Paged.js follows the Paged Media standards published by the W3C (ie the Paged Media Module, and the Generated Content for Paged Media Module). In effect Paged.js acts as a polyfill for the CSS modules to print content using features that are not yet natively supported by browsers.
After years of trying a lot of solutions to make books out of HTML, and frustrated by the issues we found with each one of them, we ended up by building one of our own, following some mandatory principles.
- We’ll follow the standards of the W3C. Standards are in the DNA of what we’re doing. If we want to add some feature, we’ll write down the specifications and discuss with all the members of the W3C to see how it would make sense for them and we are open to anyone who want to share their thoughts. This project will be over when we are happy with the browsers’ implementation of the W3C specification for print.
- Paged.js is a community driven project, we’ll make sure that anyone feels just like at home, newcomers and old friends alike. We’ll always put the community needs first: we have a Mattermost that we use to discuss everything and the development is hosted on our gitlab. All the issues are read and answered as fast as possible.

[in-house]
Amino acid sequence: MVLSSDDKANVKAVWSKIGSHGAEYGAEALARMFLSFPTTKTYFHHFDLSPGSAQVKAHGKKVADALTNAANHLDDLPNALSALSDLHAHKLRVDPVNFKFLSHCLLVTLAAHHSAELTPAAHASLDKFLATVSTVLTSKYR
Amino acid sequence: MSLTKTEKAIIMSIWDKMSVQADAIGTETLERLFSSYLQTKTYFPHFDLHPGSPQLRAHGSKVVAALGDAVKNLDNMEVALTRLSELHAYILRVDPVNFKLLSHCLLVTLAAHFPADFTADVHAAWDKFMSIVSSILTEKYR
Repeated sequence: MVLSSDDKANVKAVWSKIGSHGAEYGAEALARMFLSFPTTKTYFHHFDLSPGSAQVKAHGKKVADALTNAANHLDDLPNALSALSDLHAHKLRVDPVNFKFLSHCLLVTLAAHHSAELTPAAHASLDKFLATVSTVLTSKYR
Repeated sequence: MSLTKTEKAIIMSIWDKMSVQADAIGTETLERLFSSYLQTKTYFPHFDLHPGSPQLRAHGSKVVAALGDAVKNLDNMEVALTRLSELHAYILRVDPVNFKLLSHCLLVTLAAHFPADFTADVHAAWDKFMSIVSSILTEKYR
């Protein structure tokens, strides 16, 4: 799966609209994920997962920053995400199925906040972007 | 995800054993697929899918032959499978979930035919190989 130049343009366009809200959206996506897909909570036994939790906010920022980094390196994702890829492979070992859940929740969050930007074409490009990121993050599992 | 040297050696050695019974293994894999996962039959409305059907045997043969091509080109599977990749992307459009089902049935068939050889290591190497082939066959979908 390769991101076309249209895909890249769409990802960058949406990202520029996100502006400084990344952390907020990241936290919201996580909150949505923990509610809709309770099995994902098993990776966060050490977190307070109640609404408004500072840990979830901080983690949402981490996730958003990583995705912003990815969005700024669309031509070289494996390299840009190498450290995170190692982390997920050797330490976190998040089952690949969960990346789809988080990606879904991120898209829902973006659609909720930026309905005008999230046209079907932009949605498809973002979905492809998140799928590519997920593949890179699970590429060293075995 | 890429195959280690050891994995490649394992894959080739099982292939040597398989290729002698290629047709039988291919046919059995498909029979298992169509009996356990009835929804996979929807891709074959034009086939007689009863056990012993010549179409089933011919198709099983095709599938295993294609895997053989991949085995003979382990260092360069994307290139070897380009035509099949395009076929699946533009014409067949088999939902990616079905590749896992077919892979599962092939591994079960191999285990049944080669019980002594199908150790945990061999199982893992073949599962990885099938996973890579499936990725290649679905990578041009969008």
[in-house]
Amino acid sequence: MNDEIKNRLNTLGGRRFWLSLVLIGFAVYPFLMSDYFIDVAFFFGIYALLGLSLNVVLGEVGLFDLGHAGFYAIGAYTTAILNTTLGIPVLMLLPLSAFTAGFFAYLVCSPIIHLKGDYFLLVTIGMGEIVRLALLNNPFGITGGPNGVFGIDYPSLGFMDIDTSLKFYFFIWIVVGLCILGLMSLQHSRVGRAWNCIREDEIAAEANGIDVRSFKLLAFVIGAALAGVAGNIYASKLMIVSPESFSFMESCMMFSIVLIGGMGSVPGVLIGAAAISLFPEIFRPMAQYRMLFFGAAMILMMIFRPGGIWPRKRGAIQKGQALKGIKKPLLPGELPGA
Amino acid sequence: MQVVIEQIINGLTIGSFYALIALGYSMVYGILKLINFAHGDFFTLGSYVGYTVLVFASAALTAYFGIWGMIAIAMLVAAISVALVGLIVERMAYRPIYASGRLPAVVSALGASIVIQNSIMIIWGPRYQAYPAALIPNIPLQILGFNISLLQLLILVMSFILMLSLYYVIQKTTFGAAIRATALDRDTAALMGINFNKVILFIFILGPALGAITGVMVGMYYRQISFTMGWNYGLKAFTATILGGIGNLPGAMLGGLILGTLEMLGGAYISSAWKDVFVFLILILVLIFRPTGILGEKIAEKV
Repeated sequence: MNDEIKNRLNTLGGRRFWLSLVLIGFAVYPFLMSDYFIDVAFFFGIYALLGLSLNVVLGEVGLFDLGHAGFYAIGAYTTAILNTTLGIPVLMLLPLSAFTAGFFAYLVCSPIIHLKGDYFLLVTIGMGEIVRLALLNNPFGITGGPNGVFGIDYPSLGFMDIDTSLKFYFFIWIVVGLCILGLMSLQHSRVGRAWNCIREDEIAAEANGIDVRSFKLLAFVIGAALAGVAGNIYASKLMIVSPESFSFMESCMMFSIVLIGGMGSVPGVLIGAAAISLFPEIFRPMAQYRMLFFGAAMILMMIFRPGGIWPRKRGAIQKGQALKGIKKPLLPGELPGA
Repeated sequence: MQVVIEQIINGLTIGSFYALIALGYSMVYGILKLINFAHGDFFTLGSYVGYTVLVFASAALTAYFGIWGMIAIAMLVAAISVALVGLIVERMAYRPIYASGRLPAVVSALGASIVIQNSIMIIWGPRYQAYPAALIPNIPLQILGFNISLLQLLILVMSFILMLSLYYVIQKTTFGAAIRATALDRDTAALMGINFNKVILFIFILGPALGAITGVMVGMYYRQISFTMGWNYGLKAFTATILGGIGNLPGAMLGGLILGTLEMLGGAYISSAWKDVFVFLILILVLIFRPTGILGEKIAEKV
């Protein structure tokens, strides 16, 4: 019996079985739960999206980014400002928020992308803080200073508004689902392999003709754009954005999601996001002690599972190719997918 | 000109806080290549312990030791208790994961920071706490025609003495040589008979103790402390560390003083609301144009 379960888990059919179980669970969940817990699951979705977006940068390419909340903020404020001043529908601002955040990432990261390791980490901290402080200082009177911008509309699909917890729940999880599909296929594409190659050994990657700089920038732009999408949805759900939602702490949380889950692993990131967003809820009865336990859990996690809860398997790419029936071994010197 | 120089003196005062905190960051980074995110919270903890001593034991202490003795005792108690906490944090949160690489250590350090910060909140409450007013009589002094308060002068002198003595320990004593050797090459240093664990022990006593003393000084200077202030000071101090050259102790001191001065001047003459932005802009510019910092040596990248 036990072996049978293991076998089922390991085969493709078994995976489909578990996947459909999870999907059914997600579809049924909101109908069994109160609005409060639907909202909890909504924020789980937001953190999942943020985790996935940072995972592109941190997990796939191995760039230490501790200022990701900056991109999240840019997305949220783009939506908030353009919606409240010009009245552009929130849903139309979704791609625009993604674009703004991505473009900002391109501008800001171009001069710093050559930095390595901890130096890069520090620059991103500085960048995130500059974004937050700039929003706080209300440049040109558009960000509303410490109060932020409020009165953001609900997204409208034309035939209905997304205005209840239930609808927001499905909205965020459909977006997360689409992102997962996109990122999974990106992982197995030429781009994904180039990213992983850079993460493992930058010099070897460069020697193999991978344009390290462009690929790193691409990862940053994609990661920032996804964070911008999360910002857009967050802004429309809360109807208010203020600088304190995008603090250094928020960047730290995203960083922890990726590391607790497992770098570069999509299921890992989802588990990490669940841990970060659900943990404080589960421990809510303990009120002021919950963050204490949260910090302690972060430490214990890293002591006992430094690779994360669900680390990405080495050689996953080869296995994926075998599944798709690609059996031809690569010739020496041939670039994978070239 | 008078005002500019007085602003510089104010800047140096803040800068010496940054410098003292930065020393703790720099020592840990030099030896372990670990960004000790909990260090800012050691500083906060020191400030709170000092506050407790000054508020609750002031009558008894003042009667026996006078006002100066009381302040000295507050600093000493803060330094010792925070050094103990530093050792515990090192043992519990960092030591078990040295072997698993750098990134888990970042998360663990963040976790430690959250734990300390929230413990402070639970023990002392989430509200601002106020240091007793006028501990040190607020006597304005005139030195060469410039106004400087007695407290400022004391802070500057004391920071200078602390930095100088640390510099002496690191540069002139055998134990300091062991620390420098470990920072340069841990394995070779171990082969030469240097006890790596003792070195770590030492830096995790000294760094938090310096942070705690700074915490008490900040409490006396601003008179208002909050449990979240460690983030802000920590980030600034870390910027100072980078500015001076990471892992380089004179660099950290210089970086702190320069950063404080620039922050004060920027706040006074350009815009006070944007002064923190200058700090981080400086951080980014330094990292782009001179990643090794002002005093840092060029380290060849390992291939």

- Paged.js comes either as a paginated preview or as a command line interface (CLI) to produce the pdf.
Welcome around :)
Paged.js was founded by Adam Hyde and is currently developed by Julie Blanc, Fred Chasen and Julien Taquet at Coko.
The Paged.js logo was designed by the lovely Anton Moglia and our own awesome Julie Blanc during a train journey returning from the 60-year-old type design event called Les Rencontres de Lure.
The Paged.js website was designed and built by Adam Hyde and Julien Taquet using the great static website generator 11ty.
Our articles go through the brilliant eyes of Raewyn Whyte, our amazing editor, based in New Zealand. If you find a typo somewhere, it means that it went live on the website without going through her magic hands.
The website is mainly using the Jost* font from Indestructible type and Fanwood Text from the league of moveable type, both free and open source fonts. When it comes to code, we’re also using Victor Mono, designed by Rune B, which is also free and open source.